Many commentators were wondering why Hillary was smiling so broadly after the New Hampshire primary since she lost so soundly. NPR said, “Bernie Sanders crushed Hillary Clinton with Democratic voters, just as polls had predicted.” Sanders had 60% of the popular vote and Hillary only had 38%. And there she is smiling like the cat who ate the canary. Why?
Because the Political Process is Rigged
Subconsciously we know that somehow Washington isn’t right. But we still retain faith in the election process. We keep telling ourselves that “the people have spoken” and we get what we deserve. But have they and do we?
The Electoral College
Most ordinary Americans think the “Electoral College” should be abolished and the candidate with the most popular votes should win. After all it would be much simpler and much more fair, right?
But the rot starts much earlier than that… It all begins with the Primary process and no one knows the system better than Hillary. You see you can’t just decide to be a delegate to the Primary for your state. Delegates are chosen from a pool of political insiders. Each delegate promises to vote for the Presidential Candidate designated by either the voters or the caucus. But there’s a loophole. If the regular delegates (who are selected by the people) don’t vote the way the insiders want they roll out the “Superdelegates”.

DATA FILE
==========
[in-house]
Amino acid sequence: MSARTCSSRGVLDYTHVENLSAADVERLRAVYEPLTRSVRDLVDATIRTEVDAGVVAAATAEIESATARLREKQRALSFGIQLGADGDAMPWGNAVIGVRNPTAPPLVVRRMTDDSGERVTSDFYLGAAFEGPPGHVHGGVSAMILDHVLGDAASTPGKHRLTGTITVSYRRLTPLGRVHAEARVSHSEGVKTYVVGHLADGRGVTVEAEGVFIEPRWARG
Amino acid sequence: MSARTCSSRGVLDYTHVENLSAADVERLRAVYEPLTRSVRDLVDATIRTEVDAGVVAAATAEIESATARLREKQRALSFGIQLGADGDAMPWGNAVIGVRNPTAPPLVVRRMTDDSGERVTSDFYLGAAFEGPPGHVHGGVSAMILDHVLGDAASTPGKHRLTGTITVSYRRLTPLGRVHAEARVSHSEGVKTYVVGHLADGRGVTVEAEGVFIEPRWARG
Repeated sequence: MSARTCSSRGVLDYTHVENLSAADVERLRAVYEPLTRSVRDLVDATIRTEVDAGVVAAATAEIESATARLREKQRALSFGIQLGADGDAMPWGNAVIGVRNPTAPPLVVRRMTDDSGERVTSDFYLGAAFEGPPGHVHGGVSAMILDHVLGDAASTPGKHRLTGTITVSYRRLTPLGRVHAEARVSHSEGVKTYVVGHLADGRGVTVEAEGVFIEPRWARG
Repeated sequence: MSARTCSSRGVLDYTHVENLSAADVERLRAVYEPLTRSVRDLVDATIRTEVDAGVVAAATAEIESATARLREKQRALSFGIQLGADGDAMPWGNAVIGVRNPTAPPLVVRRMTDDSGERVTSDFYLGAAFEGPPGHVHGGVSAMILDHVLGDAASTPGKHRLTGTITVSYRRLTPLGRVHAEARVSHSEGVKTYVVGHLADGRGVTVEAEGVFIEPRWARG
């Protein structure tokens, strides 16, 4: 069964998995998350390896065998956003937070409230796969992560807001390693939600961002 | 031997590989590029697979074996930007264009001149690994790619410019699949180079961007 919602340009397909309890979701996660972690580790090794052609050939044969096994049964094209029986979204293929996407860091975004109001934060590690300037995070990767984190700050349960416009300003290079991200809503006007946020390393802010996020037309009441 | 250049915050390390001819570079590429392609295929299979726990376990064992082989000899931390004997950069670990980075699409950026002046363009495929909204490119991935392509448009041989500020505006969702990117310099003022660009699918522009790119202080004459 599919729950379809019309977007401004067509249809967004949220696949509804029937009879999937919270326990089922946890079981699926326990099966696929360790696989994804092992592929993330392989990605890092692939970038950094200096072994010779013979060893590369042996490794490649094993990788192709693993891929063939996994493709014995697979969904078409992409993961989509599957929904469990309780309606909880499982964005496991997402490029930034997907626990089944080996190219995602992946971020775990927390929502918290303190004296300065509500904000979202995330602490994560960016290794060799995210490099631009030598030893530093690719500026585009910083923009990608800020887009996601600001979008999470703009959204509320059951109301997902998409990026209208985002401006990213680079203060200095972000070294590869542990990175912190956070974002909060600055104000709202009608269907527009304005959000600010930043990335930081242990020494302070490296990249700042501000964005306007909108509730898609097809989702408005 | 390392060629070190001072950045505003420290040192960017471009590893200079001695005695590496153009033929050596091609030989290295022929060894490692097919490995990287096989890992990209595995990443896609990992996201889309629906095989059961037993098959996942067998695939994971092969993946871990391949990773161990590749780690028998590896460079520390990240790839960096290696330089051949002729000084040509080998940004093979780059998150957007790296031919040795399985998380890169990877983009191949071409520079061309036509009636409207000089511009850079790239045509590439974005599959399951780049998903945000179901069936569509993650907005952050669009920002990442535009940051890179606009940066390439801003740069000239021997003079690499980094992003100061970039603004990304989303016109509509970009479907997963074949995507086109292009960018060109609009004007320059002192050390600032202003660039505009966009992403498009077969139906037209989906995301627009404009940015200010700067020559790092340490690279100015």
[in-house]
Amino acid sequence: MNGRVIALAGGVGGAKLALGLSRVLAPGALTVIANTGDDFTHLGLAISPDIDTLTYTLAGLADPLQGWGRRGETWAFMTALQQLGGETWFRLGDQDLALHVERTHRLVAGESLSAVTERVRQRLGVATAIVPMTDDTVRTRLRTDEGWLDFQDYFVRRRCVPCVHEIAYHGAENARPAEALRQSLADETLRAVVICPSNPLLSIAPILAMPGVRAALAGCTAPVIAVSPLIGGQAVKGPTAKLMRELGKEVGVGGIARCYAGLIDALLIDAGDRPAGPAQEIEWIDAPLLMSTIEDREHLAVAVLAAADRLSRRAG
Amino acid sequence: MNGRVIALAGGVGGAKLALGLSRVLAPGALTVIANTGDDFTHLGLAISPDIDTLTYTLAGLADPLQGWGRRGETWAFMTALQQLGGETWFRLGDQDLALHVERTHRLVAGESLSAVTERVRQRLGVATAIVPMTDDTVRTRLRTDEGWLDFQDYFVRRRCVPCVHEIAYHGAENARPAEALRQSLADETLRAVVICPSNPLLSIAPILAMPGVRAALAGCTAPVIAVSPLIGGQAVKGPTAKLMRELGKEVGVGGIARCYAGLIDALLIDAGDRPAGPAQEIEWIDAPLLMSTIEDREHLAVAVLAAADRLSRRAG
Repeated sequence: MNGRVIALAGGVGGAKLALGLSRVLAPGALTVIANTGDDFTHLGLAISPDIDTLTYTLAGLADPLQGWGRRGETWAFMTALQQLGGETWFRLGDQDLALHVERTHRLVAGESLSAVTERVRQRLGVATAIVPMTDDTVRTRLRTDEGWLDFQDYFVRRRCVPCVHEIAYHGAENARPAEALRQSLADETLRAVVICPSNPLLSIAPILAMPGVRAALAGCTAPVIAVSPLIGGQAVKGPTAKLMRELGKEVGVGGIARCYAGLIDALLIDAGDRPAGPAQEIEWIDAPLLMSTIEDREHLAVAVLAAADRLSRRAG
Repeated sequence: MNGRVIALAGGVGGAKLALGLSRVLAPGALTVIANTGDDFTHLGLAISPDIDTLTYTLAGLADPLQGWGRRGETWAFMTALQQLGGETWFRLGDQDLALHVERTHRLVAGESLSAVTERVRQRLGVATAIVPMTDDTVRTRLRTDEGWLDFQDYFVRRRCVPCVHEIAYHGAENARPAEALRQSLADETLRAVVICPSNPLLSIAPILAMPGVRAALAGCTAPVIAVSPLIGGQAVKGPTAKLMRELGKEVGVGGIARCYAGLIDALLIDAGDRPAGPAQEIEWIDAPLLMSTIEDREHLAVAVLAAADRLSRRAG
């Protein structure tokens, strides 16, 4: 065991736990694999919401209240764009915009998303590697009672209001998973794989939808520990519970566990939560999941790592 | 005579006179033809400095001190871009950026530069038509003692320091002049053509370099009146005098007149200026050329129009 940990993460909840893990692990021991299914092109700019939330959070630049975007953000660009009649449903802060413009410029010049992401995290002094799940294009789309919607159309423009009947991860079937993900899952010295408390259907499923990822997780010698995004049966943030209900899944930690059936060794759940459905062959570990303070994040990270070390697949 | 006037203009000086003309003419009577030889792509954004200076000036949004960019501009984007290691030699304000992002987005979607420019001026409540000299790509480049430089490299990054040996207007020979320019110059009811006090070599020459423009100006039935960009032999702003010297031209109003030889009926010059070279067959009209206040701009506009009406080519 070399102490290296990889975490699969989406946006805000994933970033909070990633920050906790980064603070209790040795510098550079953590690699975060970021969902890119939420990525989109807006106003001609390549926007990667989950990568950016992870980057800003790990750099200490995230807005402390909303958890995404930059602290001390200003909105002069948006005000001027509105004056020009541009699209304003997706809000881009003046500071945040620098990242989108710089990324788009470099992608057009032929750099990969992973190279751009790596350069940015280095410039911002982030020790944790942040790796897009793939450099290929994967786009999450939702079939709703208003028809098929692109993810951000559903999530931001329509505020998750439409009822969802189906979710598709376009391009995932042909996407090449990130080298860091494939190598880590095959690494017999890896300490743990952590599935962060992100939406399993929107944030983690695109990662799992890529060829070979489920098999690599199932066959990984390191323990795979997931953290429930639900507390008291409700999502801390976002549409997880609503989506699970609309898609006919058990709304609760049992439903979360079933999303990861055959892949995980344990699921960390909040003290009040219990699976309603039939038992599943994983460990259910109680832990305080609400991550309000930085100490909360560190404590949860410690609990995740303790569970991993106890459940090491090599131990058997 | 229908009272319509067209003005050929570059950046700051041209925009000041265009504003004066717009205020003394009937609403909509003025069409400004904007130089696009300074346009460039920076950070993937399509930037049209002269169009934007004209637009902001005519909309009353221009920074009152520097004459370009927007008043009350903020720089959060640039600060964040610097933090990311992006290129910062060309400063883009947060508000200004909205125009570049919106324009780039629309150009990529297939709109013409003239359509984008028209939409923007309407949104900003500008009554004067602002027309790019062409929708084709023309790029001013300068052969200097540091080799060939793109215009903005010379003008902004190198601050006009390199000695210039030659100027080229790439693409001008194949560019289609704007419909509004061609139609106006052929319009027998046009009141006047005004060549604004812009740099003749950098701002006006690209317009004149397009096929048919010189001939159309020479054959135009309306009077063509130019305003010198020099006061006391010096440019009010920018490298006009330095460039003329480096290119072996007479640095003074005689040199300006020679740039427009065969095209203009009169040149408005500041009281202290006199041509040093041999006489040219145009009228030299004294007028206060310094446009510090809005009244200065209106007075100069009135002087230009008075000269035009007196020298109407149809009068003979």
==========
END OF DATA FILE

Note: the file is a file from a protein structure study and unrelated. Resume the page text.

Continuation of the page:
According to the AP there are 4,763 total delegates in the 2016 election (this number changes based on demographics and previous voting records for each district). And it will take 2,382 of those to will the nomination. But of the 4,763 about 15% or 712 are “Superdelegates”.
The regular delegates are allocated based on votes in each state. New Hampshire has 24 delegates while Iowa has 44. Unlike the Electoral College in which it is a “winner takes all” for each state, in a Democratic primary the delegates are awarded proportionally so in Iowa Clinton got 23 delegates and Sanders got 21.
What about the “Superdelegates”
According to Shane Ryan of Paste Magazine, “Every Democratic member of Congress, House and Senate, is a Superdelegate (240 total). Every Democratic governor is a Superdelegate (20 total). Certain “distinguished party leaders,” 20 in all, are given Superdelegate status. And finally, the Democratic National Committee names an additional 432 Superdelegates—an honor that typically goes to mayors, chairs and vice-chairs of the state party, and other dignitaries.”
And because each political insider knows better than the ordinary Joe who is “electable”, their votes carry about as much clout as 10,000 ordinary Americans.
In the table below we see how the insiders are voting. Out of the committed Superdelegates 355 are already in Hillary’s pocket and Sanders only has 14. But there are 341 still uncommitted.
So rather than fight Sanders for the popular vote of the people of New Hampshire, Hillary decided to cut deals with the insiders. She went after the New Hampshire Superdelegates. So even though she lost the popular vote, when you count the Superdelegates in her pocket she ends up with 15 total delegates from New Hampshire to Sanders 13. So even though she “lost” she actually won. And that is why Hillary was smiling in New Hampshire.